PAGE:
by Colleen Murray
I am still somewhat new to the sport of triathlon so qualifying for world championships was something that I really never entertained. Yet it happened and soon I was off to France with friends and crew.
The year started with a little hurdle that I had to overcome. Once that was accomplished it was motivational to have a successful racing season. Luckily, with some great guidance of friends and a strong training plan provided by coach Andy Ruiz this led to an exceptional race at Ironman Connecticut allowing me to qualify for Ironman 70.3 World Championships in Nice, France. OMG !!!! Knowing that this event hosted by the best athletes in the world was both intimidating and exciting particularly since this would be only my 4th time competing a 70.3 distance.
Arriving in Nice, the heart of the French Riviera, was electric. Ironman basically takes over this lovely village. At every turn you’ll find fit, toned and well trained triathletes strolling through sun-drenched quaint historic streets. The atmosphere was one that I’ve never experienced. It was a bit scary to realize that I would be competing on the same course as professionals and amateurs who focus all their time and energy on this sport. Although I was confident in my training, I was still mostly petrified.
Having a wonderful supportive community made the race possible and my community traveled across the globe to support me. My two enthusiastic training partners sacrificed their time to sherpa and support me throughout this event.
The big challenge going into this race was the swim and the bike sections. Never having done an ocean swim and or biked through the challenging terrain of the Alps, it was daunting prospect.
On September 7, 2019, the race morning arrived. 2,500 of the world’s top female 70.3 distance athletes were getting their bike and transition gear ready. Such excitement and then the wait ...the professional women started around 7 a.m. after the French National anthem. Like dolphins they took off in the water.
The swim age group waves slowly made their way into the water. Finally with 10 or so other ladies my wave entered the warm, blue waters of the Mediterranean. The swim was incredible and almost enjoyable. Clear blue, somewhat choppy water but it was France and I felt forever grateful to be there. After about 10 yards of the swim I knew this was the day that there would be no stopping and no excuses. My biggest concern was fear of getting run over by the freight train of swimmers coming from behind me.
Exiting the swim and having a 5 minute swim PR was definitely a bonus! Off to the bike ... The bike course was unlike anything that words can even describe: Challenging, beautiful, frightening and the hardest 56.1 miles that I’ve ever ridden.
It was a progressive climb from the 10k until the 22-mile mark… with 4,088 feet of gain. Following my race plan, power and heart rate guided me throughout the climb. The climb was hard but the descent was just as hard. The ride was technical but incredibly beautiful with winding roads, stone walls, breathtaking scenery and the support of the French people cheering the riders as we rode through their villages.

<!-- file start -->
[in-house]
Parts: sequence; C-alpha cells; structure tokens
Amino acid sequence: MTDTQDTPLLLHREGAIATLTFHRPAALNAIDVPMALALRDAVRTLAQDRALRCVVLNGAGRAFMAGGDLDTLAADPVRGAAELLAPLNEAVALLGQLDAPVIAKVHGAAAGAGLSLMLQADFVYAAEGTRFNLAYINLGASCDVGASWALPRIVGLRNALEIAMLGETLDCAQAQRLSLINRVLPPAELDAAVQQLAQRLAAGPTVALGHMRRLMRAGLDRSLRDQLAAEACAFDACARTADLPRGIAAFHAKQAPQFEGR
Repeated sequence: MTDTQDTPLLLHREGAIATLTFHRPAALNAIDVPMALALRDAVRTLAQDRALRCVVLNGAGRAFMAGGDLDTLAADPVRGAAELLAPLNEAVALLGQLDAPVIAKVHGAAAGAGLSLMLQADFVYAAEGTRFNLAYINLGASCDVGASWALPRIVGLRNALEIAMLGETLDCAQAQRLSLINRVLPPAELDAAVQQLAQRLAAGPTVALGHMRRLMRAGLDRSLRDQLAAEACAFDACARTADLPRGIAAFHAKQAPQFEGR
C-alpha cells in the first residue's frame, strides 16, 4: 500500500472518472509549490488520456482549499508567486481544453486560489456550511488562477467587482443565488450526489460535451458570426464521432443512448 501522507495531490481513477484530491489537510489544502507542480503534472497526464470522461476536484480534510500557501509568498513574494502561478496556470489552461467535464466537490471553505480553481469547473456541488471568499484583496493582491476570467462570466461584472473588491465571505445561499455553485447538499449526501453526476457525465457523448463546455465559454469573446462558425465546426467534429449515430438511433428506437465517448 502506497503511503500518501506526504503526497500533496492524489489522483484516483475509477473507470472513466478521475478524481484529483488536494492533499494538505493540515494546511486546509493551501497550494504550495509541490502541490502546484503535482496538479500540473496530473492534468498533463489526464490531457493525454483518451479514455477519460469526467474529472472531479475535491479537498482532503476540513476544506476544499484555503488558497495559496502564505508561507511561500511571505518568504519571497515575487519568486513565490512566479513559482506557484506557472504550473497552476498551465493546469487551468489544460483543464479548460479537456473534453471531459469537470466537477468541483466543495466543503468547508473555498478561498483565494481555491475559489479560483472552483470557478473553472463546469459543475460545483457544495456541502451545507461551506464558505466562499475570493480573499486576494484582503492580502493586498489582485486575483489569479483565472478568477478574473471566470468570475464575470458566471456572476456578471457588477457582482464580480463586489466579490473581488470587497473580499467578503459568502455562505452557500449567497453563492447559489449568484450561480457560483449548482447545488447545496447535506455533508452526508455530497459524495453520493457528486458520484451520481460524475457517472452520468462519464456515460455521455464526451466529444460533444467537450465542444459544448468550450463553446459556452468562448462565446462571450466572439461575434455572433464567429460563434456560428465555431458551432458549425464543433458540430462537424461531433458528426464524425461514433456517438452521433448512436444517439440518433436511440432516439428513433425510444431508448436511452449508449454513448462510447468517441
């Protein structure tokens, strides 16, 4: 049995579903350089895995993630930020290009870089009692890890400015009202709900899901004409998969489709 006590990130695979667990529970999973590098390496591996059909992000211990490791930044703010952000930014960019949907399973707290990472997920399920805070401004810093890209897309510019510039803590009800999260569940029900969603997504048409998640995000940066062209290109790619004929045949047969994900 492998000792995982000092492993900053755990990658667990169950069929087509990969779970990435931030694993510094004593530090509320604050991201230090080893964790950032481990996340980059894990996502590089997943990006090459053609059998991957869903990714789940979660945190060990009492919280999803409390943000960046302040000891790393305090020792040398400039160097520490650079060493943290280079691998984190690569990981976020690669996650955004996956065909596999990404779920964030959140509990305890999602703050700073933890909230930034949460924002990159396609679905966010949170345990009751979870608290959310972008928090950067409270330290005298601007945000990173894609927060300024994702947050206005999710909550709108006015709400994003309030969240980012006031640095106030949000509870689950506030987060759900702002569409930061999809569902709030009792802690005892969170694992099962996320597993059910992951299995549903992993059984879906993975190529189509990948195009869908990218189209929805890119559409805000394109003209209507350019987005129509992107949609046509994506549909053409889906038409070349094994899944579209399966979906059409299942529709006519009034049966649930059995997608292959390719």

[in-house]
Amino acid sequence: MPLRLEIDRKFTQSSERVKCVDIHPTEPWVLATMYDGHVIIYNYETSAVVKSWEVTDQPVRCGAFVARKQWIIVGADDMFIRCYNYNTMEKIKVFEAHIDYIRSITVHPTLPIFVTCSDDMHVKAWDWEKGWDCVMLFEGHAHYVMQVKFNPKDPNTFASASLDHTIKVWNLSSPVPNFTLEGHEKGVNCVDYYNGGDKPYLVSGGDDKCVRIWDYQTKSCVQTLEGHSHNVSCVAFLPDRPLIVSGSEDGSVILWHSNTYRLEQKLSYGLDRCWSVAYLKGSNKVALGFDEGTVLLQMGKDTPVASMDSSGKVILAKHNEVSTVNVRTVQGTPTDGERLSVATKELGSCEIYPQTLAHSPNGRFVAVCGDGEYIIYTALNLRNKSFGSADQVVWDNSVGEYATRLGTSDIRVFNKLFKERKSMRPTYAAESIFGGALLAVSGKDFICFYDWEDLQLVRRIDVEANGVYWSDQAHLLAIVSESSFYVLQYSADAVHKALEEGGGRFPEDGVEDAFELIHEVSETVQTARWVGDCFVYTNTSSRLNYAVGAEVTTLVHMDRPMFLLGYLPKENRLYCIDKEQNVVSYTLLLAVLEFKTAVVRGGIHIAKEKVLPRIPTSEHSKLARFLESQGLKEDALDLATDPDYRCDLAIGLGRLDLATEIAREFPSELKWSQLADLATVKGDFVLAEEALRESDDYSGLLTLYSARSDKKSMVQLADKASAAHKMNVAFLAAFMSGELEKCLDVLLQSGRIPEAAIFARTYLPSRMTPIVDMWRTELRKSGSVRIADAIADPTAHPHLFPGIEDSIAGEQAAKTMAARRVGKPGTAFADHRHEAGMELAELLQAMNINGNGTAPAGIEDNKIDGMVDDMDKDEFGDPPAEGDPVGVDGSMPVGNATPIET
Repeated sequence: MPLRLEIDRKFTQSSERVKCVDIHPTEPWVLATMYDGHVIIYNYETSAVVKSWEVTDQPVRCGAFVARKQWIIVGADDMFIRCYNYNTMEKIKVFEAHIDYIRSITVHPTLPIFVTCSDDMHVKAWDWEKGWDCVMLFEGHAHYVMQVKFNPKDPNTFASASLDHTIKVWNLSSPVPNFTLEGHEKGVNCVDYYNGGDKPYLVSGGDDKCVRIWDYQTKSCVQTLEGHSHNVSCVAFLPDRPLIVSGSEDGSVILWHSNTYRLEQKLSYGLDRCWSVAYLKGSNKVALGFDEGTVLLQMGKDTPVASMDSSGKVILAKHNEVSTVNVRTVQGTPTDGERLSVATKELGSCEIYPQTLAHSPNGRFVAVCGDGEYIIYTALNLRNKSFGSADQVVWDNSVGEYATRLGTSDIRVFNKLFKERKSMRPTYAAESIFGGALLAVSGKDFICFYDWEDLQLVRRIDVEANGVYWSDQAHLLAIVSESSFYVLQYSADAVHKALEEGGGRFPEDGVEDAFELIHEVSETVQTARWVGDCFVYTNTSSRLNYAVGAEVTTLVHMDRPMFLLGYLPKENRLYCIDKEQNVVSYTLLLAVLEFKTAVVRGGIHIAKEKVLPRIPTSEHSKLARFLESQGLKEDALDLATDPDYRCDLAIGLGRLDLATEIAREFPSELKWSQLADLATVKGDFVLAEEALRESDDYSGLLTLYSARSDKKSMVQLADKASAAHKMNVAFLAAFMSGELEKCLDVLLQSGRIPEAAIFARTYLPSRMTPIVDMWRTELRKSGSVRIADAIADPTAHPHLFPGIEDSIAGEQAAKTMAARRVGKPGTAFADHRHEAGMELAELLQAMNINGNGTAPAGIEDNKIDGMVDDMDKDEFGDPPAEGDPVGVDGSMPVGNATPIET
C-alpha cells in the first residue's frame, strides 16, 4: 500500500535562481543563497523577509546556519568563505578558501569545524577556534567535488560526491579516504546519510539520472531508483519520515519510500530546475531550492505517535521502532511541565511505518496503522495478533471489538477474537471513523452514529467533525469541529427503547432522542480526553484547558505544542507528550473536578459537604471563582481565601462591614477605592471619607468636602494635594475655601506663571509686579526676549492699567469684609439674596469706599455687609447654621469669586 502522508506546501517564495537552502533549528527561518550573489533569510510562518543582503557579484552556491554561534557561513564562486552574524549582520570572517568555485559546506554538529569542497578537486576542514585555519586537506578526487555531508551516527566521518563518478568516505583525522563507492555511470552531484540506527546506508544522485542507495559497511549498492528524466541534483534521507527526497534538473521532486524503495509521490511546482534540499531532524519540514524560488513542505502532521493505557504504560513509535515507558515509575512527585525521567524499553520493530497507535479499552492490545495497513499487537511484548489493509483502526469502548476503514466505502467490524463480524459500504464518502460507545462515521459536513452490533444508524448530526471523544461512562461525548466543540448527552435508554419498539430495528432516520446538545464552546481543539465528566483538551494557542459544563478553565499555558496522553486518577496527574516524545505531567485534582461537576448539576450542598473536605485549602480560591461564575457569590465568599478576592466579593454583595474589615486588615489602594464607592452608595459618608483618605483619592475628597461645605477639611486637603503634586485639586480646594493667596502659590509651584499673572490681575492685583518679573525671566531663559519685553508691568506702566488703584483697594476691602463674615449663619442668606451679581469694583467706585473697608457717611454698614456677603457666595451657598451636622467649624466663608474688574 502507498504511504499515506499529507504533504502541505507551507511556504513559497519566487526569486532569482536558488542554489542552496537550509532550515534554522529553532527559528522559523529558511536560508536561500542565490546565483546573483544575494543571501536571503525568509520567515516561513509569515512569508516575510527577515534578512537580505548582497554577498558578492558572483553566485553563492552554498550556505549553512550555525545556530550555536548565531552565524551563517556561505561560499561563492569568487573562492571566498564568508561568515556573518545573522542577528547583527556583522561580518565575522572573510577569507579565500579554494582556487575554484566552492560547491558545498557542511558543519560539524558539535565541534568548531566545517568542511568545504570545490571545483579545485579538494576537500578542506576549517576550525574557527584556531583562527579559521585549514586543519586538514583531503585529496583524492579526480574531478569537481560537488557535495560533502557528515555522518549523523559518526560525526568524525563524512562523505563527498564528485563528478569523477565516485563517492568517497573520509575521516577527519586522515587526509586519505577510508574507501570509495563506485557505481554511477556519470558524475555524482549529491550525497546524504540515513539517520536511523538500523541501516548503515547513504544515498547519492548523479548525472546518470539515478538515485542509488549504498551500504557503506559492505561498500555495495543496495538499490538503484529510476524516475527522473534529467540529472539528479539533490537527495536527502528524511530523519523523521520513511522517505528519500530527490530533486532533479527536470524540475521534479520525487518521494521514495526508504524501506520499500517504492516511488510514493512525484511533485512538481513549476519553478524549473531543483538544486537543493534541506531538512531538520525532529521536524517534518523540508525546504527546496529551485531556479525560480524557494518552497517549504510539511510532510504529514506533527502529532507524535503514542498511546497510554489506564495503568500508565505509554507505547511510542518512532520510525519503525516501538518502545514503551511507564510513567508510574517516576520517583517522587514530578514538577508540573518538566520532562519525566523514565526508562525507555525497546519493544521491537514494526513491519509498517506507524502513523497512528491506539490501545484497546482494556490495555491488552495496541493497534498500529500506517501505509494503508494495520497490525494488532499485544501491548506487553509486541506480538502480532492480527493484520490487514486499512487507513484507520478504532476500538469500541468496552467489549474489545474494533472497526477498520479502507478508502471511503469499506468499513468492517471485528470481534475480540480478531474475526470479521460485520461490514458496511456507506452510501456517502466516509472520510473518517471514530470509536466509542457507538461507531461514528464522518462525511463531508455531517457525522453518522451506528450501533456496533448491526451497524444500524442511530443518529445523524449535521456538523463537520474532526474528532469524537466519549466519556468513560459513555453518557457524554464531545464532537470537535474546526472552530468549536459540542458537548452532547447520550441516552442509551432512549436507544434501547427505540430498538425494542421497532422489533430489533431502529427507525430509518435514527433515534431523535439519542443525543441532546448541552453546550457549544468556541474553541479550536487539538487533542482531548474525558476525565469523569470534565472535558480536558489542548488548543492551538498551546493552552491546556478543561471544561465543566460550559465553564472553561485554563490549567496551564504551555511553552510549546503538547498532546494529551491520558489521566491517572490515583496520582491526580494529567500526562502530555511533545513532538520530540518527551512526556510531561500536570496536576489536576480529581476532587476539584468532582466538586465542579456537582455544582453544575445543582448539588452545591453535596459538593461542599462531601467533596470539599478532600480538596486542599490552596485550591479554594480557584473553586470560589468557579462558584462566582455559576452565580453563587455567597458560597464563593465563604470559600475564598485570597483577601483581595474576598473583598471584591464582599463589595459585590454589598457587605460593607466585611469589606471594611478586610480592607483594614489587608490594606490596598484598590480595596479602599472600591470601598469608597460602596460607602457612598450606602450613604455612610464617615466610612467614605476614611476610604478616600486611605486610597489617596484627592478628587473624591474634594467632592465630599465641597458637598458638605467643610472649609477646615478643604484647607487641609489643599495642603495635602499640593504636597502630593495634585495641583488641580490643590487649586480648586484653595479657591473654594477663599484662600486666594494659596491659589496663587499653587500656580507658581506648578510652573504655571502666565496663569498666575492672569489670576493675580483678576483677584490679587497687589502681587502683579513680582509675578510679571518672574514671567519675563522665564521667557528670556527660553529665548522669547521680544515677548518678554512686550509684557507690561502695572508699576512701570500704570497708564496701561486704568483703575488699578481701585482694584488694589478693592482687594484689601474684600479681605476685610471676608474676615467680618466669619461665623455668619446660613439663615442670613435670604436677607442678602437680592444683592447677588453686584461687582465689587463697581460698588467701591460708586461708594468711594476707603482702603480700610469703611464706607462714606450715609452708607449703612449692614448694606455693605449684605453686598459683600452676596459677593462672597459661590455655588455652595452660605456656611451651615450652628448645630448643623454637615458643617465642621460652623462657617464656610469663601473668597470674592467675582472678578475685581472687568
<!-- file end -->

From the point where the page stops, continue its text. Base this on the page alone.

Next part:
I happily rolled into the transition safely to begin the run with a time 3:17:55.
The run was flat. Not barely a ripple. Running along the Promenade des Anglais* with crystal clear blue water views the entire way was thrilling. The crowds were fantastic and lined the entire course.
The day was warm and sunny. In the past I may have complained it was too warm but with this race my focus was different. I was just grateful to be there and had goals for a solid race with a happy finish. My run time was 1:46:53.
Crowds lined the finish chute. Seeing my tribe cheering at the end and knowing I completed the day was surreal. It was the hardest race of my career that capped a difficult year for me making it worth all the effort. Thank you to all for the support and guidance everyone gave me who shares this hobby. It is great to have days like this supported by the ones we love. Topping it off was a PR: 5:52:51 -70.3.
*Editor’s Note: Colleen mentioned the Promenade des Anglais.
The most emblematic street in Nice, the Promenade des Anglais is a gorgeous pedestrian area that follows the curve of the Baie des Anges beaches. This legendary seaside road is lined with planted palm trees and filled with elegant gardens. Originally just a small footpath, the Promenade des Anglais was developed by Englishman, Reverend Lewis Way in 1820 at his own expense. It was then called the "Chemin des Anglais." The road was further enhanced in 1931 when it was given two separate roadways. At the time, Queen Victoria's son, the Duke of Connaught, inaugurated the promenade in royal style. Today, the road traffic has been diverted with underground tunnels, making the promenade ideal for people to stroll. The Promenade des Anglais is also popular with cyclists and skaters (and triathletes!).